Gibson in Gray

31st Tennessee Volunteer Infantry
Confederate States of America

Gibson in Gray
Barry Dunagan's Genealogy and History

A Short History of the Flag of the 31st.

On December 18, 1863, following General Braxton Bragg's disastrous defeat at Chattanooga, command of the Army of Tennessee was transferred to General Joseph E. Johnston. Johnston's first goal was to restore the morale and esprit d'corps of the army. One of the ways he effected this revitalization was by the issuance of new and uniform battle flags to the regiments during the months of March and April 1864.
"The Flags of the Confederacy, an illustrated history"
By Devereaux D. Cannon, Jr.

The flag issued to the 31st at this time at Dalton, Georgia was carried the remainder of the war by William M. Belew. At the surrender in North Carolina, to keep the flag from falling into Yankee hands and suffering descreation,Belew took the flag and under cover of darkness concealed it in his coat.
After this William moved to Texas where he died and was buried. Until recently it was believed his grave was also the final resting place of the flag he bravely carried and these men fought under.
But in 1995 Darren Helton, a member of the 31st Tennessee Infantry Company E, reenactment unit told me he had seen pictures of the flag.He said while at the Lotz House Museum and Antiques in Franklin, Tennessee he mentioned to the curator that he was a reenactor with the 31st. The gentleman then told Darren that a descendant of William Belew had brought a flag to them for appraisal and possible purchase. Pictures and detailed diagrams of the flag were made. It was a Dalton issue battle flag with no battle honors on it, but with 2 ribbons attached that had 31st VOL INF on them.The flag was in good condition, made of cotton bunting, with but few holes or tears. Although there were two Tennessee units designated as the 31st. only one would have carried this flag because the other 31st had been transferred to Virginia.
The Lotz House tried to purchase the flag, but were not able to do so and it was eventually purchased by a private collector. Which is sad, because it will probably not be displayed as it would have in Franklin.

Unit History

Organized October 12, 1861: reorganized May 8, 1862: formed Company G, 3rd Consolidated Tennessee Infantry Regiment April 9, 1865: paroled at Greensboro, North Carolina May 1, 1865.
Field Officers

A.H. Bradford, Egbert E. Tansil
Lieutenant Colonels
C.M. Cason, Mansfield D. Jinkins, F.E.P. Stafford
John F. Smith, F.E.P. Stafford, Samuel Hudson, Samuel Sharp
Egbert E. Tansil, B.J. Roberts, Company A, the Western Stars. Men from Weakley County.
Caleb McKnight, James House, Company B. Men from McNairy County.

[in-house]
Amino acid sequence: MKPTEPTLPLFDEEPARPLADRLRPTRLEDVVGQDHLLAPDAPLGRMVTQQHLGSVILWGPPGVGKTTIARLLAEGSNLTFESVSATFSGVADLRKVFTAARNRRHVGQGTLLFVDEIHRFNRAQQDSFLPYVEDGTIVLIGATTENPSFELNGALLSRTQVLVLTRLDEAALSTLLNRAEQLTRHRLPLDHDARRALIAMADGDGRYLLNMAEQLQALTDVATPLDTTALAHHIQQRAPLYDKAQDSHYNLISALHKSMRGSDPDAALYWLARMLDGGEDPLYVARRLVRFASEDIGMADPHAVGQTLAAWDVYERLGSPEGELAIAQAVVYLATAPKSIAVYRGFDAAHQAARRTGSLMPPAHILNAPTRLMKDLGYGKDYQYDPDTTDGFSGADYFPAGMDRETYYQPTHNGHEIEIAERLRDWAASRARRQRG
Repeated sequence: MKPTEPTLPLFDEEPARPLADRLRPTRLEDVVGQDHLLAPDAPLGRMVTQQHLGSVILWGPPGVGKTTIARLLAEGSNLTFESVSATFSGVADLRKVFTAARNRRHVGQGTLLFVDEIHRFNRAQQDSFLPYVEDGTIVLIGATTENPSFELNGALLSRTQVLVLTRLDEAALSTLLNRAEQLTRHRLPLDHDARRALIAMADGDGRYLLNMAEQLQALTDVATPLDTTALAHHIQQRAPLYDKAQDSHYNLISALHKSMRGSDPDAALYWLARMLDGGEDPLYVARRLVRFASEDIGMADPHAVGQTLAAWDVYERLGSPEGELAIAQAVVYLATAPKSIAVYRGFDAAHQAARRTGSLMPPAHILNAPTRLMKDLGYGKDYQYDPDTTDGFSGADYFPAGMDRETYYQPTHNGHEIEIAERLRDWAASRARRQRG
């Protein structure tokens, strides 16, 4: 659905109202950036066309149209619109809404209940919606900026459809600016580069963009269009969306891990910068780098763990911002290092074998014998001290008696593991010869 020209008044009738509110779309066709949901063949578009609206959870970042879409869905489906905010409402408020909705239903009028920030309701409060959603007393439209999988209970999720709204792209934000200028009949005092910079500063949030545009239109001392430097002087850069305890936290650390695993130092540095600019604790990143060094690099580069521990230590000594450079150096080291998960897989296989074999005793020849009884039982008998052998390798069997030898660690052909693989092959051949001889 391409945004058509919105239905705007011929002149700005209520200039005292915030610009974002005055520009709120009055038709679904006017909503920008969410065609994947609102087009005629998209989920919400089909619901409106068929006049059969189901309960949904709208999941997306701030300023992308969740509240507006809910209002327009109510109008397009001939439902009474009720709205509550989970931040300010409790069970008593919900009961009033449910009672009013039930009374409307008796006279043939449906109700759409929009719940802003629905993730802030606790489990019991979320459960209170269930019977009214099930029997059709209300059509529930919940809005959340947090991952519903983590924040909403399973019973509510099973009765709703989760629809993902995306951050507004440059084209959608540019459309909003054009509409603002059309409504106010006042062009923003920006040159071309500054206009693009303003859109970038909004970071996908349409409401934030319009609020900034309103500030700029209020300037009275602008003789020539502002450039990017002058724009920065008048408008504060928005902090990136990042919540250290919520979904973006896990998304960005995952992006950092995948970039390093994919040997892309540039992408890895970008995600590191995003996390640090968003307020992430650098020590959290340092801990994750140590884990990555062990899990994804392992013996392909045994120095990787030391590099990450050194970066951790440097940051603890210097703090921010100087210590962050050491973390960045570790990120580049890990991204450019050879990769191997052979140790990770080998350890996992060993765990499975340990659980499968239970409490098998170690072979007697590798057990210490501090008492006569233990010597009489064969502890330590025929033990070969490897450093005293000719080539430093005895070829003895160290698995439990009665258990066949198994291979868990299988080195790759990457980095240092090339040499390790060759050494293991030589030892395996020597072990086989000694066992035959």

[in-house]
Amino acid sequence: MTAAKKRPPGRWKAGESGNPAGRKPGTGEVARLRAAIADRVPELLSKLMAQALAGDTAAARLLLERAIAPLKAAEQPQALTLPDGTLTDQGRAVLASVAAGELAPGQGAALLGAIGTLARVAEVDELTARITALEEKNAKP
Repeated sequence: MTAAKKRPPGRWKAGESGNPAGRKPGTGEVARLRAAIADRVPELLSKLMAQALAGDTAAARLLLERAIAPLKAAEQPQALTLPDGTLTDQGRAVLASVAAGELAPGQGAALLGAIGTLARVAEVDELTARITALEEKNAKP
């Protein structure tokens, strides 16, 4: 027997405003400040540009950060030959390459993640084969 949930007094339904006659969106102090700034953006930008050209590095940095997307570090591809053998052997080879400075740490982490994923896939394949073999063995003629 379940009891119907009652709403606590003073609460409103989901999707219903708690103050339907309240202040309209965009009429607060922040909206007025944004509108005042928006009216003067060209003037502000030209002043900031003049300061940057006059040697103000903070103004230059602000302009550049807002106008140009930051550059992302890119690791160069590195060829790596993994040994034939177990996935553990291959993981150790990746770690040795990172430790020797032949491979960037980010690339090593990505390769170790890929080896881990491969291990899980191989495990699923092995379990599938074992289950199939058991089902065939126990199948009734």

C.M. Cason, W.B.Clayton, J.K.P. Randolph, Company C. Men from McNairy County.
A.H. Bradford, L.Houk, John Willis, Company D. Men from Haywood County.
J.B. Robertson, A.T. Gay, D.H. Blankenship, Company E. Men from Gibson County.
F.E.P. Stafford, J.T. Jacocks, Company F. Men from Madison County.
W.Y. Baker, Samuel Sharp, W.R. Ramer, Company G. Men from McNairy County.
Jonathan Luten, George Bright, Company H. Men from Decatur County.
Thomas Bell, W.V. Sims, Company I. Men from Weakley County.
John Elliott, John Hatler, George Thomas, Company K. Men from Weakley County.

Of the field officers, Colonel Bradford, Lieutenant Colonel Cason, and Major Smith were not reelected at the reorganization. Colonel Tansil transferred to the cavalry; Colonel Jinkins died November 20, 1862; Lieutenant Colonel Stafford was killed at Franklin, November 30, 1864. Major Hudson was killed at Perryville, Kentucky, October 8, 1862.
There were two regiments called the 31st Tennessee Infantry Regiment, both organized about the same time and both commanded by a Colonel Bradford. The East Tennessee Regiment commanded by W.M. Bradford was finally officially designated as the 39th, but in the Official Records for the first two years was called the 31st, so care must be taken to distinguish the records.

The companies comprising this, the official 31st, were organized in August and September, 1861; assembled at Camp Trenton, Gibson County, in October, 1861, where they were organized into a regiment. Regimental and company records show that the regiment moved to Camp Price; from there on November 29, 1861, to Columbus, Kentucky, where it was placed in the brigade of Brigadier General J.P. McCowan. On January 18, 1862, it was reported in Major General Leonidas Polks' command, 3rd Division, stationed at Columbus, Kentucky, consisting of the 5th Louisiana Battalion, 11th and 12th Louisiana Infantry Regiments, 4th and 31st Tennessee Infantry Regiments, three troops of cavalry, and three batteries of artillery. On February 28, 1862 it was in General McCowan's forces at New Madrid, Missiori, Colonel R.P. Neely's Brigade, composed of the 12th Louisiana, 4th and 31st Tennessee Infantry Regiments, with the brigade reporting total effectives of 1714 men. On March 17, 1862, General McCowan reported he was leaving Island Number 10 for Fort Pillow, taking with him the 11th and 12th Louisiana, 4th(Neely's), 31st and 5th Tennessee Infantry Regiments, two batteries and two troops of cavalry. On April 6, 1862 Brigadier General John B. Villepigue, commanding at Fort Pillow, reported the 31st Tennessee was armed with Enfield Rifles, well clothed, arms and accoutremants in satisfactory condition, but that their camp police was in bad order, and discipline and instruction could be improved. On April 30, 1862, still at Fort Pillow, the 31st reported 621 for duty out of 765 present.